There are many challenges facing managers and leaders in current workforce. The variety of cultures, races and generations in today’s environment is making work harder. “Managing will also get even more difficult because of globalization, multi-generational workforce, dependency on technology, unethical behaviors and practices.” (Kaifi,2013,pg.217). In this paper I will talk about the three generations that we have had over the past sixty years – the Baby Boomer Generation, Generation X and the current Generation Y, known as Millennials. This rich mix of generations in the workforce can be attributed primarily to labor shortages experienced in many industries and the rising average age of retirement.
Filipczak, B., Raines, C., & Zemke, R. (2000). Generations at work: Managing the clash of Veterans, Boomers, Xers, and Nexters in your workplace. New York: American Management Association Publications.
The third generation represented is often referred to as “Generation X.” Members of this group are born between 1965 and 1979. Kyles (2005) defines them as individualistic, disloyal, techno literate, and one of the most challenging groups to manage. This can be attributed to the fact that this group grew up in the rebellious years of the sixties and seventies. Marshall (2004) states, “The employer has to provide an opportunity to work and grow, or they are going to leave” (p. 18). This says a lot about the influence of culture on this generation.
The current generations in the workplace today are Traditionalists, Baby Boomers, Generation X, Millennials, and Generation Z. Each generation brings their own values and mindsets to the mix. Although genetics play a part in a person’s characteristics, the generation in which someone is born into also plays an integral part in shaping their mind, values, goals, and work ethics. People from the same generation share similar experiences, and this can influence how they think politically and socially.
Upon reflecting on the three main generations that comprise the workplace today, a few differences emerge. “Baby Boomers” grew up in a time when movements were prominent, the Vietnam War occurred, key figures were assassinated, the Watergate Scandal occurred, and television was introduced (Twenge et al., 2010; Schullery, 2013). Overall, “Baby Boomers” seem to exhibit a distrust of authority, value hard work, and want to enjoy their achievements (Robbins & Judge, 2015; Twenge et al., 2010). As such, they are results driven and give their utmost effort (Robbins & Judge, 2015). “Generation X” grew up in a time of computers, divorce, two career parents, MTV, and economic uncertainty (Twenge et al., 2010; Robbins & Judge, 2015). For the most part, they seem to exhibit the workplace behaviors of independence and a lack of commitment to employers (Twenge et al., 2010). They value a balance between work and life and place more focus on extrinsic rewards such as monetary compensation (Twenge et al., 2010). “Millennials” grew up in prosperous times with technology dominating the era and over-protective parents (Robbins & Judge, 2015; Schullery, 2013). Generally, they seem to place a greater value on employee benefits, leisure time, teamwork, and open communication (Society of Human Resource Management, 2004; Twenge, 2010; Myers & Sadaghiani, 2010). In addition, they have also been given the labels of “self-centered” and “entitled” (Myers & Sadaghiani, 2010).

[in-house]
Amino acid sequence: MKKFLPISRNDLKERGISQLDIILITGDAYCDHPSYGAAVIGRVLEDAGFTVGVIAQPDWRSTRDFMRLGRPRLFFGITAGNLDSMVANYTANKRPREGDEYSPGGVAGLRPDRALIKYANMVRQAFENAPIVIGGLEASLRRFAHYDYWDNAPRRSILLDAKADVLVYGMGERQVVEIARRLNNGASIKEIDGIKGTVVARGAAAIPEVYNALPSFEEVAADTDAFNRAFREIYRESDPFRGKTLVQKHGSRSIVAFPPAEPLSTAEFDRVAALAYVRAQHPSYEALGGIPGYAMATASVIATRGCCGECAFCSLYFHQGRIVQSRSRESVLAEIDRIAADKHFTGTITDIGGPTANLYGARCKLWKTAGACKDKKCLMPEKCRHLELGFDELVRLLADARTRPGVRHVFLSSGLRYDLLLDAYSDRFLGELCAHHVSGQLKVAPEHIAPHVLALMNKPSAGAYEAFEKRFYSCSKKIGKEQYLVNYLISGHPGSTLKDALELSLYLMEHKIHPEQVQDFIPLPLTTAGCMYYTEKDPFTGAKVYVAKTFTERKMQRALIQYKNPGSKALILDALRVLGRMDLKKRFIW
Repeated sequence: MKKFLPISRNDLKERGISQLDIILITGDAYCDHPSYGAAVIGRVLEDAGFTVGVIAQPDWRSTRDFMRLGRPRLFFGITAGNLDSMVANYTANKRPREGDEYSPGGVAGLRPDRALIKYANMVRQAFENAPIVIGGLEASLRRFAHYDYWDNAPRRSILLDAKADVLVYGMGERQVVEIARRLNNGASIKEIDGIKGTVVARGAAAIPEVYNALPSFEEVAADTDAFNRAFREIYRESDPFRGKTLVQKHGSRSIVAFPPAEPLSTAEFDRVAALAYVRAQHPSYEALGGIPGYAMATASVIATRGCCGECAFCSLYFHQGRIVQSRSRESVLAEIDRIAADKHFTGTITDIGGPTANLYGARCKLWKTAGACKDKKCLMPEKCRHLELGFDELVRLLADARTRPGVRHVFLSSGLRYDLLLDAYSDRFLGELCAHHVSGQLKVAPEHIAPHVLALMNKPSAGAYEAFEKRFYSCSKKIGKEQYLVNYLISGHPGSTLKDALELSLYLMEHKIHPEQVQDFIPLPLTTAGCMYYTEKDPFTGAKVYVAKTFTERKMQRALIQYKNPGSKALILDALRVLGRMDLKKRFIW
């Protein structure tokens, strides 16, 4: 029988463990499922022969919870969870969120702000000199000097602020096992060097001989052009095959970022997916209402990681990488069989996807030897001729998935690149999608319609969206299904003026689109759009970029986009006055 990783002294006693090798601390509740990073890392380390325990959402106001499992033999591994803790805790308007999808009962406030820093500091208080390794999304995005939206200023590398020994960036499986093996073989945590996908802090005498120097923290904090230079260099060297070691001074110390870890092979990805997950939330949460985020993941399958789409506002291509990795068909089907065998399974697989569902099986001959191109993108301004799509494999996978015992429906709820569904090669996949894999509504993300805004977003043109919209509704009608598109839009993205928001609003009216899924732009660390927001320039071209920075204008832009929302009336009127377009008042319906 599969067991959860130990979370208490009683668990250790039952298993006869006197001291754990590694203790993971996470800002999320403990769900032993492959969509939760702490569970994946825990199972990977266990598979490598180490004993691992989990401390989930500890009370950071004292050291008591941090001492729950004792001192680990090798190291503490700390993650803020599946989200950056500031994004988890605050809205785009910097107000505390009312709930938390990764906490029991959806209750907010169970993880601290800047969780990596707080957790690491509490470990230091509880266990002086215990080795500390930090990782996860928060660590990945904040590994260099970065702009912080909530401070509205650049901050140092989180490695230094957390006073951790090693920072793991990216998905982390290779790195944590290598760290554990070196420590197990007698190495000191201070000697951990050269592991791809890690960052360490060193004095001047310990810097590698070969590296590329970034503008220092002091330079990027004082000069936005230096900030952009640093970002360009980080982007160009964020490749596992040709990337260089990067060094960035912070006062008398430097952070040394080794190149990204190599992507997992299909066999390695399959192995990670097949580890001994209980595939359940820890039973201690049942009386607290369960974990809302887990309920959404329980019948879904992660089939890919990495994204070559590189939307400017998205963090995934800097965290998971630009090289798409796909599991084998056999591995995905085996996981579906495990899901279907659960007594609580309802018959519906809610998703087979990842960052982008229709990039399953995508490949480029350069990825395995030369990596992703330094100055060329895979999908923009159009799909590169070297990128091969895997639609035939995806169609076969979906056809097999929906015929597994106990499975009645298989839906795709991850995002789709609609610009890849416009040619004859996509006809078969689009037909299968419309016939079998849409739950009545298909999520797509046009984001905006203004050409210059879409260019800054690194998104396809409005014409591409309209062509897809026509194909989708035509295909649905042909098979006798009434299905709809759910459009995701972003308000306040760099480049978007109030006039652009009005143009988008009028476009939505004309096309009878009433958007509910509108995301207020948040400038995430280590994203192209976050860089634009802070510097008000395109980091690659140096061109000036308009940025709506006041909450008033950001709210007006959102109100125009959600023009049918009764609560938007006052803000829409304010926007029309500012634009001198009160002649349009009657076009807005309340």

As generation Y, the first group to come of age in the new millennium, grows and matures, they have entered the workforce at an increasingly high rate, making them the fastest growing segment of the United States workforce (Dorsey, 2010, pg. 15). These “youngsters” are typically in their early 20’s to early 30’s, still in the early and formative stages of their careers (Wain, 2013, pg. 308). Joining these Millennials in the workforce are those known as Generation X, consisting of the middle generation born from around 1965-1984 (Wain, 2013, pg. 308). At the far end of the age-workforce spectrum sit the Baby Boomers – those born between the years of 1946 and 1964 (Kaifi, Nafei, Khanfar & Kaifi, 2012, pg. 89). And finally, the oldest generation still trying to eke out their last paychecks before retirement is the Traditionalists, born between the years of 1937 and 1945 (American Medical Writers, 2012).
It is important to keep in mind that each generation sees the world through a unique lens that forms as a result of the events that were taking place in the world as these individuals grew up. Brenner focuses on the different events that have shaped their values and their perception of work. For example, the Veterans went through World War II and grew up with a strict regimen. As such, quality, respect and authority are important to them. Baby Boomers embraced the value of having to sacrifice to get ahead. All that sacrifice makes them very loyal. Generation X workers were the latchkey children who watched their Boomer parents forge a new workplace. They were also the first generation to grow up with technology. As such, this generation cares more about productivity and less about the number of hours spent on the job. Millennials are a generation entrenched in technology and therefore urn for instant gratification. They bore easily. Because they best understand how to maximize technology, they value a balance between work and